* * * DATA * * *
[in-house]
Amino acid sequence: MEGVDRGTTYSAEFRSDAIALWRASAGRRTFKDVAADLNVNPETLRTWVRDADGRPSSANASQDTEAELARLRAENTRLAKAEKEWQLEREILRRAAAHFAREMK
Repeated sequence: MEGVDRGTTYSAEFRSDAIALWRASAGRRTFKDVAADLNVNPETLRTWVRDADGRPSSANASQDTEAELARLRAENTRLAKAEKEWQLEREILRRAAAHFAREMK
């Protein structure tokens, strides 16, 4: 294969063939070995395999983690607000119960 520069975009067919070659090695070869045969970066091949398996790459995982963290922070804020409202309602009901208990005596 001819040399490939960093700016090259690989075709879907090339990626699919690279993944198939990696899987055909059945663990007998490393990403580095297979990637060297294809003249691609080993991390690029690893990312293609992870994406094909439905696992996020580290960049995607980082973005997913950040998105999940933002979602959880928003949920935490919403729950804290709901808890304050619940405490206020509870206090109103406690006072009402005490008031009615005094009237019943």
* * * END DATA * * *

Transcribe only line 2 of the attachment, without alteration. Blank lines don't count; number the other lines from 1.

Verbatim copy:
Amino acid sequence: MEGVDRGTTYSAEFRSDAIALWRASAGRRTFKDVAADLNVNPETLRTWVRDADGRPSSANASQDTEAELARLRAENTRLAKAEKEWQLEREILRRAAAHFAREMK